Ophelia references an action that apparently occurred before this particular scene which does not ever occur in the play for the audience to see. She reports to her father:
My lord, as I was sewing in my closet,
Lord Hamlet, with his doublet all unbraced,
No hat upon his head, his stockings fouled,
Ungartered, and down-gyved to his ankle;(90)
Pale as his shirt, his knees knocking each other,
And with a look so piteous in purport,
As if he had been loosed out of hell
To speak of horrors, he comes before me.
In modern English, Ophelia essentially said that Hamlet's shirt was unbuttoned, he had no hat, his tights had fallen to his ankles, his face was pale, his knees were shaking, and he looked like he just came out of hell. This appearance of Hamlet's cold be interpreted as if he was undressing himself for Ophelia, but as the description ends he seems very afraid. He does actions that demonstrate nervousness and he appears as if he saw something that filled him with fear.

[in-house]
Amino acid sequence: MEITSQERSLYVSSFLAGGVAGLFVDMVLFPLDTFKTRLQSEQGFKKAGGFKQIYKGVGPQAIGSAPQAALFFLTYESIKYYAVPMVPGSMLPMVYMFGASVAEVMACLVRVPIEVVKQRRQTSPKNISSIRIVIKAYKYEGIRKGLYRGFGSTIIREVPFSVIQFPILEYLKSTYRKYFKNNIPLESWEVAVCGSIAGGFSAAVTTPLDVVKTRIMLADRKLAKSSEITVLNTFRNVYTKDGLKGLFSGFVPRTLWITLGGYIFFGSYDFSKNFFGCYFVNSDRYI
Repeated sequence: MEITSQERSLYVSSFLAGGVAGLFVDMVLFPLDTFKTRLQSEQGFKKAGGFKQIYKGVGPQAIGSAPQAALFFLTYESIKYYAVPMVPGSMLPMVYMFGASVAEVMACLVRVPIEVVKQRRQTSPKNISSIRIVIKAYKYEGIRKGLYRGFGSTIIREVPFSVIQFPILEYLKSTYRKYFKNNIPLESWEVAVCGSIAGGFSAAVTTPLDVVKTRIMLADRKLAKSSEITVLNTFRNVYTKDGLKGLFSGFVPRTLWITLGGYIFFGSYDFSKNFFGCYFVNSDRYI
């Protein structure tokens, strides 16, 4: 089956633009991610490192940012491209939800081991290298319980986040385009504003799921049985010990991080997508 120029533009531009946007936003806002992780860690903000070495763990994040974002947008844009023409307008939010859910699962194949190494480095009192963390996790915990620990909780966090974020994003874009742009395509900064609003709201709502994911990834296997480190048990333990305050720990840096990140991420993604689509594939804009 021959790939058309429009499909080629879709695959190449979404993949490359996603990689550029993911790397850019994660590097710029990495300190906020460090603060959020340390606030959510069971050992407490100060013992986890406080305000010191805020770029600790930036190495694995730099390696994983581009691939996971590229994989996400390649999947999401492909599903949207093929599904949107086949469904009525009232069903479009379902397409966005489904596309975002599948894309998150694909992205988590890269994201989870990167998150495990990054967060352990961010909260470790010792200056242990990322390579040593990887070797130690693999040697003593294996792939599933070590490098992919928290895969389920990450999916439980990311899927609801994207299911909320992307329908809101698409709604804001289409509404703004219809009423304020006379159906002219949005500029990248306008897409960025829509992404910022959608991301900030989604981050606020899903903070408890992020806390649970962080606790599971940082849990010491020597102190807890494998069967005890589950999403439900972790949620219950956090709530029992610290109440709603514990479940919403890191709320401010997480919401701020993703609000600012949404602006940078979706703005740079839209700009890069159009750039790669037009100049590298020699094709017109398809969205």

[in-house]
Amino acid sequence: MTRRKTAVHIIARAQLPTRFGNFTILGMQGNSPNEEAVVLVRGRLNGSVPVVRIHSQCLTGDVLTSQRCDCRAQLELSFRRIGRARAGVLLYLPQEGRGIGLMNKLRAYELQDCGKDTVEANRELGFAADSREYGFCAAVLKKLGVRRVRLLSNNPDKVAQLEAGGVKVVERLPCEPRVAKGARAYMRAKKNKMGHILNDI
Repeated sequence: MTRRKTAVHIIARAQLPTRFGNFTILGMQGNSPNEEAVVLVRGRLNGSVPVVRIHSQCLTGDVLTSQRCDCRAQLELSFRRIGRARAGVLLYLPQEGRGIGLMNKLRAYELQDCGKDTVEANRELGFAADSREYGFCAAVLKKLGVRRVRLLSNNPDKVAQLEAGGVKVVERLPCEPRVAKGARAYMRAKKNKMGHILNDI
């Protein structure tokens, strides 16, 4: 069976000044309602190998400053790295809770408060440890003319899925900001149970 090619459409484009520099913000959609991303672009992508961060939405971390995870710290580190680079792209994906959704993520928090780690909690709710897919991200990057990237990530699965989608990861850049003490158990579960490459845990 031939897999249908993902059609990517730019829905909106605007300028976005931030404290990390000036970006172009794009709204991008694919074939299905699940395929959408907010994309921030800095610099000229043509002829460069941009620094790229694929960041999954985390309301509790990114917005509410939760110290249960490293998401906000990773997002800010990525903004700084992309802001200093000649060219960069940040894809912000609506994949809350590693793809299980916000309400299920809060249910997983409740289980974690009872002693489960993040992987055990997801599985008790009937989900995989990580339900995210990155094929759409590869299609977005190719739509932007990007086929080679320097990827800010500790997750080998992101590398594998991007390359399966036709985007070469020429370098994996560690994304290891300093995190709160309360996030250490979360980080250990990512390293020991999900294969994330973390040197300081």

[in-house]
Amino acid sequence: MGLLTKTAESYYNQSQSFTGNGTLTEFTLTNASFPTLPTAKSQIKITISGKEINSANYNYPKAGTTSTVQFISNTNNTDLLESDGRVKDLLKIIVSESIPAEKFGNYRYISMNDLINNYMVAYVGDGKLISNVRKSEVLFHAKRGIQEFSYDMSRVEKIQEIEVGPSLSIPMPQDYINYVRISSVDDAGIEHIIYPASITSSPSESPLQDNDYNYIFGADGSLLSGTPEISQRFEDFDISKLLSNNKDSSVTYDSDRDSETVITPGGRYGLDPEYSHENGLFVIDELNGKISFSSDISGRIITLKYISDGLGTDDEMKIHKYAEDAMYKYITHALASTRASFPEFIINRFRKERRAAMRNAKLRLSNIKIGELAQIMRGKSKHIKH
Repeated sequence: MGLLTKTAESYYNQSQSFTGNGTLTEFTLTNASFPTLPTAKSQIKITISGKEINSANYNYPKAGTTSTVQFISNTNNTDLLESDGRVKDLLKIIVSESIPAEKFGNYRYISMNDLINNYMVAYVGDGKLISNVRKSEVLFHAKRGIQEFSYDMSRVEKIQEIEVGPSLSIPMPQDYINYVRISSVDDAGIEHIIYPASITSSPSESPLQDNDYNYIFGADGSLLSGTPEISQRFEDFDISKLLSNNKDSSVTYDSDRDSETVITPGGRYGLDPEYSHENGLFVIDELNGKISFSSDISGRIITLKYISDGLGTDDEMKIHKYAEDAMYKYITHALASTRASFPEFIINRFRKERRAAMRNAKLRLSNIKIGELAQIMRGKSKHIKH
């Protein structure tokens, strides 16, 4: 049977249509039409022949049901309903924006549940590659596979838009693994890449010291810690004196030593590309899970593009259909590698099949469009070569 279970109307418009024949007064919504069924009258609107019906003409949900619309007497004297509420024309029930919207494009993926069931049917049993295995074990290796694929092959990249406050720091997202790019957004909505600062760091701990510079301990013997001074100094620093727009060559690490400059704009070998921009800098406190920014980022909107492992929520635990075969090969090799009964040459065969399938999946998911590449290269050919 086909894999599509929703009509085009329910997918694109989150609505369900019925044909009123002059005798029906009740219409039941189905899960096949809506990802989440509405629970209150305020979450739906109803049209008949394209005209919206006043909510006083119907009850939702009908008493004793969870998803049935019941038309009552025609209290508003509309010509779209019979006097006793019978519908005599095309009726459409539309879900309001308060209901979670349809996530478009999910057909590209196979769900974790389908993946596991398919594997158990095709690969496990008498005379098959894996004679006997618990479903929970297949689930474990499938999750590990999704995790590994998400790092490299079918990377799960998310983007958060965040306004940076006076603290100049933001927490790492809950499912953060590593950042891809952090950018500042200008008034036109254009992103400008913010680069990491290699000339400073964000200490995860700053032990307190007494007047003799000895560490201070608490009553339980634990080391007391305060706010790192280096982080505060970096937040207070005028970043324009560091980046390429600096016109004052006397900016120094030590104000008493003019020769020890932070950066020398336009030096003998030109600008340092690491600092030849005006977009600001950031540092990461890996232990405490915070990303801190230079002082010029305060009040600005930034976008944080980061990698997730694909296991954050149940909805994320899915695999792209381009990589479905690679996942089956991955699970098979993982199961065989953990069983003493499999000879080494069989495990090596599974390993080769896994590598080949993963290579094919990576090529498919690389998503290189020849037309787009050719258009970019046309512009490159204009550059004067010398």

Ophelia described the situation as creating fear in her. Hamlet looked like this because he had just seen the ghost of his father.